A team of Arizona State University computer science and computer systems engineering students won a first-place award at the Intel Cup, the premiere international student competition in embedded system design.
The ASU team was among 14 of the 170 teams competing to earn a top award at the event in Shanghai, China.
An embedded system is a combination of computer hardware and software designed for particular functions in electronic devices and vehicles such as phones, cameras, automobiles, airplanes, household appliances and toys.
The team’s project was an educational program designed to introduce students to fundamental concepts of computational thinking. It combines a web-based programming environment and a physical robotics platform to teach students the fundamentals of programming in an engaging and less expensive way.
Graduate student Garret Walliman is the team’s coach. He designed the project and mentored students who developed it as their senior-year engineering capstone design project.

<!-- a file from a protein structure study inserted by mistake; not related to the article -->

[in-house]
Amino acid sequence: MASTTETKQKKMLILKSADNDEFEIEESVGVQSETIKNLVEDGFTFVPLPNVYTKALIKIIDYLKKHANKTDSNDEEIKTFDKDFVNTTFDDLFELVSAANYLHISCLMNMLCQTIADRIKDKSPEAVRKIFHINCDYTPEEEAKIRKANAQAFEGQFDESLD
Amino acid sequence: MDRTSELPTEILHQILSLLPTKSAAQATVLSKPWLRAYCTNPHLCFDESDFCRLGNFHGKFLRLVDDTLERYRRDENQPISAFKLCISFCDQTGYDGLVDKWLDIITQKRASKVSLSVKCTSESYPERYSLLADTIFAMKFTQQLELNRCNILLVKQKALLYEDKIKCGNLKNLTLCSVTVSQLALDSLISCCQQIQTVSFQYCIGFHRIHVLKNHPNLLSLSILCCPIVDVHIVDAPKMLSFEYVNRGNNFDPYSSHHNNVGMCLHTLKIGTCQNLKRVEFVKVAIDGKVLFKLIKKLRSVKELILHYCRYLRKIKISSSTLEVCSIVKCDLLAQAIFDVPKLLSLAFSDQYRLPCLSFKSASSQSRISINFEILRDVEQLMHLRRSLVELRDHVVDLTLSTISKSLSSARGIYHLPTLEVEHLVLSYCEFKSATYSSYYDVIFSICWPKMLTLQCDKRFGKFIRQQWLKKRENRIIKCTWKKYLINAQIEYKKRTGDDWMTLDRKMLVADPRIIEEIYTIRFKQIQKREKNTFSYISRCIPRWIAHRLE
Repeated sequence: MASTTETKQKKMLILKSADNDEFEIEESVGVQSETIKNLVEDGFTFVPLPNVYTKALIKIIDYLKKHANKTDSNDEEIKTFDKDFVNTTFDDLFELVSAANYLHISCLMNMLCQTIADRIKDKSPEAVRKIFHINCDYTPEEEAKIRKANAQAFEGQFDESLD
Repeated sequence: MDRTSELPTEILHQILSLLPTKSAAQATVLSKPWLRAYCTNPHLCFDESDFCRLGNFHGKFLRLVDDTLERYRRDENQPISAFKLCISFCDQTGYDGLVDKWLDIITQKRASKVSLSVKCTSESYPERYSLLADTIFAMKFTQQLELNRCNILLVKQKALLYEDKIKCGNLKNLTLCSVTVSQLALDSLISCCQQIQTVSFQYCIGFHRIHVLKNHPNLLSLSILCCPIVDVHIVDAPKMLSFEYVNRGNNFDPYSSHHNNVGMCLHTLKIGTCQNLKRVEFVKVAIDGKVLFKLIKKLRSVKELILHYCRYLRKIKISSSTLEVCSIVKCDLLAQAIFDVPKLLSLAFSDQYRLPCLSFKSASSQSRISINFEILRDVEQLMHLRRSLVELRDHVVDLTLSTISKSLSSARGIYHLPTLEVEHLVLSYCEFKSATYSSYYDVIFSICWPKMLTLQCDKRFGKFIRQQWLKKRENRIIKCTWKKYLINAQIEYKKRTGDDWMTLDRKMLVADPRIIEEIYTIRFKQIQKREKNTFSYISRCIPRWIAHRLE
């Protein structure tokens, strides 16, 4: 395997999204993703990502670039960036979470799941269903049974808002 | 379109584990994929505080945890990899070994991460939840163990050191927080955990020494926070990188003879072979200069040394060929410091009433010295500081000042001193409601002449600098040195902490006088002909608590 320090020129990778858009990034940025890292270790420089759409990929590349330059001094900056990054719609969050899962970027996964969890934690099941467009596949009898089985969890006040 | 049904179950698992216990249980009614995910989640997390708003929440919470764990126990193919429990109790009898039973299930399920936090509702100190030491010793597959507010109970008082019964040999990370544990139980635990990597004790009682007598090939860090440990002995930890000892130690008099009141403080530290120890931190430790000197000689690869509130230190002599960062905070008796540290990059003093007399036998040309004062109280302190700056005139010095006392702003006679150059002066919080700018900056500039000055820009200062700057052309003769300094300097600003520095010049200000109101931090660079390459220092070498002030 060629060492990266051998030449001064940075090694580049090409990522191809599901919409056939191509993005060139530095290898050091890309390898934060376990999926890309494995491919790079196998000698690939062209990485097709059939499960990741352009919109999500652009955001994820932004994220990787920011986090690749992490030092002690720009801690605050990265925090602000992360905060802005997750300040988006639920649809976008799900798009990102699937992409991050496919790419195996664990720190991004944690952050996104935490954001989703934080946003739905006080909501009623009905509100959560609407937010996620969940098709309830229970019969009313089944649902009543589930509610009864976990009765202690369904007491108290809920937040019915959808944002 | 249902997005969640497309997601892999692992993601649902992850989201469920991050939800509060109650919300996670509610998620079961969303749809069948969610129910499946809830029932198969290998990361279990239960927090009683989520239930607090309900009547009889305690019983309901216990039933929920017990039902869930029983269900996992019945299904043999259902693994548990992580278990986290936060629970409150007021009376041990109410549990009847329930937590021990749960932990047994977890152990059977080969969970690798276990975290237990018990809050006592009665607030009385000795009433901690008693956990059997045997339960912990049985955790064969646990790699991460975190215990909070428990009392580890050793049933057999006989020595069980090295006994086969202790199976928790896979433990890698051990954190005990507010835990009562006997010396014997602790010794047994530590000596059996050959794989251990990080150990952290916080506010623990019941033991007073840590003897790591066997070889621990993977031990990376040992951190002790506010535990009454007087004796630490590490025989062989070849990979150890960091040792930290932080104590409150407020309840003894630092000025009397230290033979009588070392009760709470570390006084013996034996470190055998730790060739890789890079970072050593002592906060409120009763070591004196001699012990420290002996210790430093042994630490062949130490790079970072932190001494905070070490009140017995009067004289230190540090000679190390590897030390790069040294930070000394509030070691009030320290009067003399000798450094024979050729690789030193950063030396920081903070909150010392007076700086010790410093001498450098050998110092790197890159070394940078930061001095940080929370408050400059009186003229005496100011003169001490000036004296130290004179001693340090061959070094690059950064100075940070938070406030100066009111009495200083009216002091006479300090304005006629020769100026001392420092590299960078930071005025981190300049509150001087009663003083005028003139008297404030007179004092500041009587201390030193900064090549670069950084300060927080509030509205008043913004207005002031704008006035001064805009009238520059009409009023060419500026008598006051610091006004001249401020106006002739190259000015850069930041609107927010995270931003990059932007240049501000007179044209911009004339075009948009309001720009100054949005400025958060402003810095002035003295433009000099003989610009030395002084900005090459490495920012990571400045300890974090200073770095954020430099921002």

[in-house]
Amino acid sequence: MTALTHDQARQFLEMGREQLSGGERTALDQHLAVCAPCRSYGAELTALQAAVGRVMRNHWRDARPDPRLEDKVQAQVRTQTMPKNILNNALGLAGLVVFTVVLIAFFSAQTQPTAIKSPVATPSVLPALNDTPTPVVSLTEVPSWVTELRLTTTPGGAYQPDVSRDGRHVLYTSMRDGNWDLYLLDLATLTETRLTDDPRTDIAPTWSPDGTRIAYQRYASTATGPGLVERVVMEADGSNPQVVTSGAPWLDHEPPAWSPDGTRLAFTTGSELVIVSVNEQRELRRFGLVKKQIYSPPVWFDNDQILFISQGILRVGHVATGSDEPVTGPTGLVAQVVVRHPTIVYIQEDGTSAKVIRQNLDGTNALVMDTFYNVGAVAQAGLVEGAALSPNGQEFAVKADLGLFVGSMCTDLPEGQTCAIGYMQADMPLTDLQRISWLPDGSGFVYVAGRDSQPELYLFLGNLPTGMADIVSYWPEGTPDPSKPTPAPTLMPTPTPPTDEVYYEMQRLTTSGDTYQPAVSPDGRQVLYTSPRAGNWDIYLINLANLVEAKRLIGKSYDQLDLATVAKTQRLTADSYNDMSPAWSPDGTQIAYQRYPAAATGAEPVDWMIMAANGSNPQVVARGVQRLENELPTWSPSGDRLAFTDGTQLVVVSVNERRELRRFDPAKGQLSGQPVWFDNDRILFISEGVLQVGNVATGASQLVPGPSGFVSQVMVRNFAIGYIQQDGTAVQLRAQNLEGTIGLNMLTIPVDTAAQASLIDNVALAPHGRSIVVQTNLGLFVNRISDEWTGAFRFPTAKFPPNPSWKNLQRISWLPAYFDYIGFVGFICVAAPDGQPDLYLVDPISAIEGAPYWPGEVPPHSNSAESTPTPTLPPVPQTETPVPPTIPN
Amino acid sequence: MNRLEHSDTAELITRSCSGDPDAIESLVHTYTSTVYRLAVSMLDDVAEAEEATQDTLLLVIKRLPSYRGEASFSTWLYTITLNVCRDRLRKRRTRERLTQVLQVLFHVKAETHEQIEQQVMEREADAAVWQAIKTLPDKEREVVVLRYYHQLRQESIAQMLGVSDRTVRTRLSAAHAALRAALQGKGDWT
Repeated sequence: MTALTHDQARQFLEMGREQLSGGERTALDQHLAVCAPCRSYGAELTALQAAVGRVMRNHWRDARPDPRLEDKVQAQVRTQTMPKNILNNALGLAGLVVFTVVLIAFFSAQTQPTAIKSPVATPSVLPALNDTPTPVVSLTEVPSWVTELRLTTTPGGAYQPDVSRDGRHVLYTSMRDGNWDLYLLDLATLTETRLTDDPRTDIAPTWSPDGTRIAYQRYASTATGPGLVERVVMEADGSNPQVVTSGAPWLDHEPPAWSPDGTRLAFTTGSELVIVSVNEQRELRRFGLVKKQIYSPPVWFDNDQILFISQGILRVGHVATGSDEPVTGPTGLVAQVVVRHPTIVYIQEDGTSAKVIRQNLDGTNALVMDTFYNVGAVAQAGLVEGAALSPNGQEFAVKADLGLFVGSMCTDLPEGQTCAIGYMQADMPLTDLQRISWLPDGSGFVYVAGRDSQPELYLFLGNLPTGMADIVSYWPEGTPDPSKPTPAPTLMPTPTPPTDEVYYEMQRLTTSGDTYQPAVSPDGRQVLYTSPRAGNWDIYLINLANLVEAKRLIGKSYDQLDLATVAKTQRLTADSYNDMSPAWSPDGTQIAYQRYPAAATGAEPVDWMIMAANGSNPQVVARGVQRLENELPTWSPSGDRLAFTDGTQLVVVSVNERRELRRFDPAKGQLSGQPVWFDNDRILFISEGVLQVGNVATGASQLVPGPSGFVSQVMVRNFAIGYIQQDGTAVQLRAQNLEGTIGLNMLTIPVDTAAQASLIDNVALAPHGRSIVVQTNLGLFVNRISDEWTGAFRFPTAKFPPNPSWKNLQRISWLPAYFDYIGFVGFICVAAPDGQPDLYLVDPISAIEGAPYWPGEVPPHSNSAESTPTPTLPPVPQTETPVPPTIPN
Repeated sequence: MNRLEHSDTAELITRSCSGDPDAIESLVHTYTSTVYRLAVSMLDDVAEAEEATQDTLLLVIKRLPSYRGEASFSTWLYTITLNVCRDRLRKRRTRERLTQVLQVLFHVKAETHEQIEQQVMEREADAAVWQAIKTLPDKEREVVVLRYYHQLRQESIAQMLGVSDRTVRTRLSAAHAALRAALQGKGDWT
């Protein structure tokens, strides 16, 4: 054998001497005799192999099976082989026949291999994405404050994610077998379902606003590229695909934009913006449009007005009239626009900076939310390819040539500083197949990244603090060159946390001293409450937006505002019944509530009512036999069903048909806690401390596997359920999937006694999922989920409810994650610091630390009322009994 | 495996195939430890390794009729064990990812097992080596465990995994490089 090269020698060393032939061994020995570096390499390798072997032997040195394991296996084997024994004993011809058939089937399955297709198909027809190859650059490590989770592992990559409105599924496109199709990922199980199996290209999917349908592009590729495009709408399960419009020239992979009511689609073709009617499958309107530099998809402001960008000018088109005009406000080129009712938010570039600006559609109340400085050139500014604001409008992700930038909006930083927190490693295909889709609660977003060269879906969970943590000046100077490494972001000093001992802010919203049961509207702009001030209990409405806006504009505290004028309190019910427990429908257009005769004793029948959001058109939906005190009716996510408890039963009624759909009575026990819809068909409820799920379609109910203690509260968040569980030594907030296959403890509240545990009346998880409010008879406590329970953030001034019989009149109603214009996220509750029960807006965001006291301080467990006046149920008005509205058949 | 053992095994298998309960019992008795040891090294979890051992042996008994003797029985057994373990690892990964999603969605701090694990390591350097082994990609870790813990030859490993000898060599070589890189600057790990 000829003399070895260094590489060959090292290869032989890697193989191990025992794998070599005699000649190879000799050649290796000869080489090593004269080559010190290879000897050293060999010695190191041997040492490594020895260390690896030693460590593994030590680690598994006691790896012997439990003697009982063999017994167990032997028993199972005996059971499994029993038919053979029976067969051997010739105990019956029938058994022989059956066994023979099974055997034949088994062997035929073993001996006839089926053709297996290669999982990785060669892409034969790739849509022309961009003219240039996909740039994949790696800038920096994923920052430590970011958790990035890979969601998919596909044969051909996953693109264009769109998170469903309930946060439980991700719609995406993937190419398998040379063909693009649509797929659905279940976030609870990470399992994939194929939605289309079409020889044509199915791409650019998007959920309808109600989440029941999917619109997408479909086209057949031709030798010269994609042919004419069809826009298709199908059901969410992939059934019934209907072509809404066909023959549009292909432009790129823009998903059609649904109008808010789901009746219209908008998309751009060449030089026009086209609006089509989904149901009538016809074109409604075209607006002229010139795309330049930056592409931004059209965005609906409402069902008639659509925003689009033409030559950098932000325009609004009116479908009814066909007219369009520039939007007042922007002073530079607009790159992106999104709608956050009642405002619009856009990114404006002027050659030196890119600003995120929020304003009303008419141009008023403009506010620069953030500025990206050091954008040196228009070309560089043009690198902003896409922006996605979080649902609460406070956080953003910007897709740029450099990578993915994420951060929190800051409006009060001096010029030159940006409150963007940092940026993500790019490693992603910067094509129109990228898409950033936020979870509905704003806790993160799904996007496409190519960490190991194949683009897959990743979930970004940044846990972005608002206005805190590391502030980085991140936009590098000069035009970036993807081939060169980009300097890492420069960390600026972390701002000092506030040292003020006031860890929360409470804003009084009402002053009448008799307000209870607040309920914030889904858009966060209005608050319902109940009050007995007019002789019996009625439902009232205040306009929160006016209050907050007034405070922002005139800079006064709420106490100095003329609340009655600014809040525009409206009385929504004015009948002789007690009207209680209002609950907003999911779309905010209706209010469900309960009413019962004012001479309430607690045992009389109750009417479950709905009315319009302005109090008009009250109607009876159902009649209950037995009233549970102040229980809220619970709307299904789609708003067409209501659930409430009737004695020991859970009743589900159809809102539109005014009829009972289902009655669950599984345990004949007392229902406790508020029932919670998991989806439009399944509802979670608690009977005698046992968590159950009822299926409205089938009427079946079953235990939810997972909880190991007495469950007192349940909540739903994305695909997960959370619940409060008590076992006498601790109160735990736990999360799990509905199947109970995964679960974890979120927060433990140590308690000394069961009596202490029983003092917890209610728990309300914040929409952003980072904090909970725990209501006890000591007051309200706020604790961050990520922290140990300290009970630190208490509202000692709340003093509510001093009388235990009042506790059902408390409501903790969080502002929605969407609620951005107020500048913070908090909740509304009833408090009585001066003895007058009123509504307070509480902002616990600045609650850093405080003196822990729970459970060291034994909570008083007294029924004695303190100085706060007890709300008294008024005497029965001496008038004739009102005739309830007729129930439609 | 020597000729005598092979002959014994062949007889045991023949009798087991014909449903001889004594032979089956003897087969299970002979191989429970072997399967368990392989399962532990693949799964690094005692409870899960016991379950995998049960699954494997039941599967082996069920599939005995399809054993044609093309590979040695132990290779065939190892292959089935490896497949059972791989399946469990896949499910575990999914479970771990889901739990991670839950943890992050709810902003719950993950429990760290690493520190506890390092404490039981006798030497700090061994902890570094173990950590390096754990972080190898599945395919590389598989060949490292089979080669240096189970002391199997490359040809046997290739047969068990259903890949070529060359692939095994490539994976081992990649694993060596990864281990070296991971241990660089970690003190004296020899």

Recent computer systems engineering graduate Rizwan Ahmad represented the team in Shanghai.
Other team members are recent computer systems engineering graduates Stephen Pluta and Matthew Recchia, and undergraduate computer systems engineering students Corey Jallen and Randy Queen. They worked on the system hardware and embedded software design.
Students who participated through their capstone design work in developing the upper-level software, including the graphical user interface and simulator, include recent computer science graduates Tracy Heath and Ian Plumley, and undergraduate computer science students Garth Bjerk and David Humphries.
The team’s faculty advisors senior lecturer Yinong Chen and professor Yann-Hang Lee in the School of Computing, Informatics, and Decision Systems Engineering, one of ASU’s Ira A. Fulton Schools of Engineering.